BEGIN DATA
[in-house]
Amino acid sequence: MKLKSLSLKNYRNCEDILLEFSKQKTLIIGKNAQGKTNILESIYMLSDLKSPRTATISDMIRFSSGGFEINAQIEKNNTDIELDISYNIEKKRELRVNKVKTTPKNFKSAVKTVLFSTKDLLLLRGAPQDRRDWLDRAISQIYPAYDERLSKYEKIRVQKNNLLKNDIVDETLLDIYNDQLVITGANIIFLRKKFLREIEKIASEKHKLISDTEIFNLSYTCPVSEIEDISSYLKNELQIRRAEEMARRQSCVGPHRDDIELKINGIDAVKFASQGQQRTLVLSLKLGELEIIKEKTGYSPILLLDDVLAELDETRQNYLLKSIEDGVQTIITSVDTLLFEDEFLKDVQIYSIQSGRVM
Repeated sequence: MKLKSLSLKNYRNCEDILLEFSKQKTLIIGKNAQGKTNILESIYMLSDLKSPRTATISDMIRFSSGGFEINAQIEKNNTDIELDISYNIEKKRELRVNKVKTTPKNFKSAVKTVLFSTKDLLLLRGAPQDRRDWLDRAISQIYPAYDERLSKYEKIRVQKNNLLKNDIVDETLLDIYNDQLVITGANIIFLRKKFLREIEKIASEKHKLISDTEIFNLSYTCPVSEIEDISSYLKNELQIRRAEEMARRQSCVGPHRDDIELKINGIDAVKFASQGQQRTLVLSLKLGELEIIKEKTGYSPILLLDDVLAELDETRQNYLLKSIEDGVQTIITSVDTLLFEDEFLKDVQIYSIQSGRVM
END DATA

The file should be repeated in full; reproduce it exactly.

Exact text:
[in-house]
Amino acid sequence: MKLKSLSLKNYRNCEDILLEFSKQKTLIIGKNAQGKTNILESIYMLSDLKSPRTATISDMIRFSSGGFEINAQIEKNNTDIELDISYNIEKKRELRVNKVKTTPKNFKSAVKTVLFSTKDLLLLRGAPQDRRDWLDRAISQIYPAYDERLSKYEKIRVQKNNLLKNDIVDETLLDIYNDQLVITGANIIFLRKKFLREIEKIASEKHKLISDTEIFNLSYTCPVSEIEDISSYLKNELQIRRAEEMARRQSCVGPHRDDIELKINGIDAVKFASQGQQRTLVLSLKLGELEIIKEKTGYSPILLLDDVLAELDETRQNYLLKSIEDGVQTIITSVDTLLFEDEFLKDVQIYSIQSGRVM
Repeated sequence: MKLKSLSLKNYRNCEDILLEFSKQKTLIIGKNAQGKTNILESIYMLSDLKSPRTATISDMIRFSSGGFEINAQIEKNNTDIELDISYNIEKKRELRVNKVKTTPKNFKSAVKTVLFSTKDLLLLRGAPQDRRDWLDRAISQIYPAYDERLSKYEKIRVQKNNLLKNDIVDETLLDIYNDQLVITGANIIFLRKKFLREIEKIASEKHKLISDTEIFNLSYTCPVSEIEDISSYLKNELQIRRAEEMARRQSCVGPHRDDIELKINGIDAVKFASQGQQRTLVLSLKLGELEIIKEKTGYSPILLLDDVLAELDETRQNYLLKSIEDGVQTIITSVDTLLFEDEFLKDVQIYSIQSGRVM